Crystal gazing

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Crystal Ball
"Crystal see" redirects here. It is not to be confused with Crystal Sea (disambiguation).

Crystal-gazing (also known as crystal-seeing, crystallism, crystallomancy, gastromancy, and spheromancy) is a method for seeing visions achieved through trance induction by means of gazing at a crystal.[1] Traditionally it has been seen as a form divination or scrying, with visions of the future, something divine etc., though research into the content of crystal-visions suggest the visions are related to the expectations and thoughts of the seer.

Methods and materials[edit]

The term crystal gazing denotes several different forms of a variety of objects, and there are several schools of thought as to the sources of the visions seen in the crystal gazing trance. Crystal gazing may be used by practitioners—sometimes called "readers" or "seers"—for a variety of purposes, including to predict distant or future events, to give character analyses, to tell fortunes, or to help a client make choices about current situations and problems.

With respect to the tool or object used to induce the crystal-gazer's trance, this can be achieved with any shiny object, including a crystalline gem stone or a convex mirror— but in common practice, a crystal ball is most often used. The size of ball preferred varies greatly among those who practice crystallomancy. Some gazers use a "palm ball" of a few inches in diameter that is held in the hand; others prefer a larger ball mounted on a stand. The stereotypical image of a gypsy woman wearing a headscarf and telling fortunes for her clients by means of a very large crystal ball is widely depicted in the media and can be found in hundreds of popular books, advertising pages, and films of the 19th, 20th and 21st centuries. The pervasiveness of this image may have led to the increased use of fairly large crystal balls by those who can afford them.

Books of instruction in the art of crystal gazing often suggest that the ball used should be perfectly spherical (that is, without a flat bottom) and should be supported in a wooden or metal stand. If made of glass (e.g. lead crystal), it should be free from air bubbles but may be colored. If carved from natural crystalline stone (such as quartz, beryl, calcite, obsidian, or amethyst), it may display the natural coloring and structure of the mineral from which it was fashioned. Some authors advise students to place a sigil, seal, or talismanic emblem beneath a clear sphere, but most do not. Most authors suggest that the work of crystal gazing should be undertaken in a dimly-lit and quiet room, so as to foster visions and more easily allow the onset of a trance state.[citation needed]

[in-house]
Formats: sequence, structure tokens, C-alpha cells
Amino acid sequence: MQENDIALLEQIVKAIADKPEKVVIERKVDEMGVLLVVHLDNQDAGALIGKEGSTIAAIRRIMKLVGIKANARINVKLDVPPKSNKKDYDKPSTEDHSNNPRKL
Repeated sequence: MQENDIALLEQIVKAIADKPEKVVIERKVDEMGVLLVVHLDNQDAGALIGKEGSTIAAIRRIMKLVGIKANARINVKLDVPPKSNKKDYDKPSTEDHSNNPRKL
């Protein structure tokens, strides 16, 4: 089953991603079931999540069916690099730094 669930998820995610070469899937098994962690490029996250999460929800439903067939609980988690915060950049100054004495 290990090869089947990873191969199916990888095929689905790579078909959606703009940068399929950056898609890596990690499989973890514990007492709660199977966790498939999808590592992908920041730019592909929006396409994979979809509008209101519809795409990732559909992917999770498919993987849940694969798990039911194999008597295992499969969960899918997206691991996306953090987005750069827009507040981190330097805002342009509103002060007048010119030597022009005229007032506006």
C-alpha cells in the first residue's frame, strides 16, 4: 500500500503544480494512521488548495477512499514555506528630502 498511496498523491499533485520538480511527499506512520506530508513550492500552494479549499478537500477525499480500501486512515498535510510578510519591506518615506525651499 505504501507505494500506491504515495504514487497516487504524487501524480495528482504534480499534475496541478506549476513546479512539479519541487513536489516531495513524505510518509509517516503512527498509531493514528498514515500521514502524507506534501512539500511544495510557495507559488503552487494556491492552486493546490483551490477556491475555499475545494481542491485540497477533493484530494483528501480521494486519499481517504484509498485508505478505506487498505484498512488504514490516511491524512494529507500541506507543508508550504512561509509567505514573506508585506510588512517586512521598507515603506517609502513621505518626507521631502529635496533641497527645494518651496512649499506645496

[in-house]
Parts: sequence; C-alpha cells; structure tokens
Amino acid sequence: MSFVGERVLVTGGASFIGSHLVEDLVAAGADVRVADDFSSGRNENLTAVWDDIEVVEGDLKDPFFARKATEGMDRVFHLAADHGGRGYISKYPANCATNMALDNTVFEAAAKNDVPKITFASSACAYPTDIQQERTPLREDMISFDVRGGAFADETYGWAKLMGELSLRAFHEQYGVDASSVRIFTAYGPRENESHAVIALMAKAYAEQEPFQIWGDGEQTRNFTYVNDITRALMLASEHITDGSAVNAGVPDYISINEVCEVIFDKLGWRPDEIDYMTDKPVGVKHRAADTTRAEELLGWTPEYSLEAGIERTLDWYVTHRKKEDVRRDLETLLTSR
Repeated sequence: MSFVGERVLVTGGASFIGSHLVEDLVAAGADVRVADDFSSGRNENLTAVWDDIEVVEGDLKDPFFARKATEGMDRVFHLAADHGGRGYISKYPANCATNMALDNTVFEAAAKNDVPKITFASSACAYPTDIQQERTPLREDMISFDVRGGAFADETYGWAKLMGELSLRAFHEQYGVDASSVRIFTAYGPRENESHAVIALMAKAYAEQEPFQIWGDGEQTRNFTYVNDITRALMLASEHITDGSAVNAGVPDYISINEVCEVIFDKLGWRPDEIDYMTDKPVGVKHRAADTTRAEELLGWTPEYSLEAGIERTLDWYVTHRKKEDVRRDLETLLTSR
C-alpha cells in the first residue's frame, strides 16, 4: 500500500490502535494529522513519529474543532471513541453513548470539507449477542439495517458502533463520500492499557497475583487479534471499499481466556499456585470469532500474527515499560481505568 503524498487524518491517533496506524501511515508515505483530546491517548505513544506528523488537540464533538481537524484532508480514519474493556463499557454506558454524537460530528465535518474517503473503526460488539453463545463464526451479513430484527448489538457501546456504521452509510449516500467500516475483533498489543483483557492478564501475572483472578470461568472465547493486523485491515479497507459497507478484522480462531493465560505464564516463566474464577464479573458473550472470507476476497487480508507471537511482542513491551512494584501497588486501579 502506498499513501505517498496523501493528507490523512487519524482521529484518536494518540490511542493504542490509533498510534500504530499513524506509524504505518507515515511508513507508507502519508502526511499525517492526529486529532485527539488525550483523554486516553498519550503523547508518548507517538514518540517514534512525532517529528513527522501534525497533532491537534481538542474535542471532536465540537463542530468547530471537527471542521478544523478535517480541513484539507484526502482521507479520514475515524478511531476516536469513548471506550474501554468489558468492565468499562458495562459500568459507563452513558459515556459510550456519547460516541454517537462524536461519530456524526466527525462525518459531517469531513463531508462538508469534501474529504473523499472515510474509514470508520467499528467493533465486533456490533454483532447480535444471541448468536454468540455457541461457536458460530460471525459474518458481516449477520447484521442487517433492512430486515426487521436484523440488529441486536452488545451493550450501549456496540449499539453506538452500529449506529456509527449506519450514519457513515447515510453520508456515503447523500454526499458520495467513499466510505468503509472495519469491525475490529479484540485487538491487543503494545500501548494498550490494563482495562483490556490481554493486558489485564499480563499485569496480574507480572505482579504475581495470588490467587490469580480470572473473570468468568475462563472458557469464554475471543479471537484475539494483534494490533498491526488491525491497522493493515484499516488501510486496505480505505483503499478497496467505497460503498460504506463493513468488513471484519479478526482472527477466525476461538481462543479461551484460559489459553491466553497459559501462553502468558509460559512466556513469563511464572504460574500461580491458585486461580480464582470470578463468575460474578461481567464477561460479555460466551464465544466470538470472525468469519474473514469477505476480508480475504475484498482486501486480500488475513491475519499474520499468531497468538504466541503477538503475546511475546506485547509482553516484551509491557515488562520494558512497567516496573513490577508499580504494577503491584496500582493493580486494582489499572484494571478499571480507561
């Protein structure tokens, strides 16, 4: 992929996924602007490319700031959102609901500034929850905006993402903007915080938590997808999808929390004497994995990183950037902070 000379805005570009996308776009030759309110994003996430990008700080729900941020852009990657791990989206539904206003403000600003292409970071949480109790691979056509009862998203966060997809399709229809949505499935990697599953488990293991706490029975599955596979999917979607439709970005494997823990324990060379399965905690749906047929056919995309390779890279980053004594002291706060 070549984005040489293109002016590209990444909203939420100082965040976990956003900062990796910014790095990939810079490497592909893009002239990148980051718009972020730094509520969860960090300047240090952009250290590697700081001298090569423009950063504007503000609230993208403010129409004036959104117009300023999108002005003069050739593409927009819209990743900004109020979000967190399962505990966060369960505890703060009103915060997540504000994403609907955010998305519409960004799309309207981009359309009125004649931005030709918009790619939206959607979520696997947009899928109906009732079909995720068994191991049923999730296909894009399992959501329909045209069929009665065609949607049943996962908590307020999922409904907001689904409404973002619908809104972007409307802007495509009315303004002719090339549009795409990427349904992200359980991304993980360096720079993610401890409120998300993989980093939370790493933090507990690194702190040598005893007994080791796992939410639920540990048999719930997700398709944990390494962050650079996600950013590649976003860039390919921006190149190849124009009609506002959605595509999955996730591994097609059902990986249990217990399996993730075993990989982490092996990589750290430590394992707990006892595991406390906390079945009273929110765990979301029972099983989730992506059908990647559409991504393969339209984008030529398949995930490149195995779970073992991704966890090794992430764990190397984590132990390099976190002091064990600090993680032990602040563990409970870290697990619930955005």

Some practitioners claim that crystal gazing engenders visionary experiences and preternatural and/or supernatural insight, while others think that the visions arise from the subconscious mind of the crystal gazer. Some authors accept both positions as not mutually incompatible.

Research[edit]

Crystal gazing has been an active topic of research. Organisations like the Society for Psychical Research has published many scientific papers on the topic.

While there is no doubt that many people see visions in crystal balls, there is little evidence to suggest that visions have any clairvoyant content. Analysis of the content suggest they are a kind of hallucination that visualizes things in memory or of expectations, for example a subject who was told to expect to see soldiers, saw exactly this when gazing in a crystall ball. The subject had previously experienced hallucinations when looking at reflective surfaces, something which tends to be true of most people who experience visions when gazing at crystals.[2]

The C. G. act[edit]

Some stage magicians use a crystal ball as a prop and crystallomancy as a line of patter in the performance of mentalism effects. This type of presentation is sometimes referred to as a "C. G. act" - "C.G." standing for "crystal gazing." Perhaps the most famous expositor of the C. G. act during the 20th century was Alexander The Crystal Seer, billed as "The Man Who Knows." Another stage magician and mentalist who was also a crystal gazer was Julius Zancig, but he did not perform a C.G. act in public—rather, he used the crystal ball in his work as a spiritual counsellor for private clients.

See also[edit]

References and further reading[edit]

  • Atkinson, WIlliam Walker and L. W. de Laurence. Psychomancy and Crystal Gazing.
  • Besterman, Theodore. Crystal Gazing: A Study in the History, Distribution, Theory and Practice of Scrying.
  • Jones, Charles Stansfeld, as "Frater Achad". Crystal Vision through Crystal Gazing or, the Crystal as a Stepping-Stone to Clear Vision. 1923. Yogi Publication Society.
  • Melville, John. Crystal Gazing and the Wonders of Clairvoyance. c. 1915. W. Foulsham & Co.
  • Nelson, Robert A., as "Dr. Korda Ra Mayne". Six lessons in Crystal Gazing. 1928. Psychic Science Publishing Co.
  • Northcote, W. Thomas. Crystal Gazing: Its History and Practice, with a Discussion on the Evidence for Telepathic Scrying.
  • Zancig, Julius. Crystal Gazing, the Unseen World: a Treatise on Concentration. 1926. I. and M. Ottenheimer.
  • http://www.crystalinks.com/crystalball.html

References[edit]

  1. ^ http://www.crystalinks.com/crystalball.html
  2. ^ Goodrich-Freer, Ada (1899). Essays in Psychical Research. London: George Redway. pp. 103–141. 

External links[edit]

Public Domain This article incorporates text from a publication now in the public domainChisholm, Hugh, ed. (1911). Encyclopædia Britannica (11th ed.). Cambridge University Press.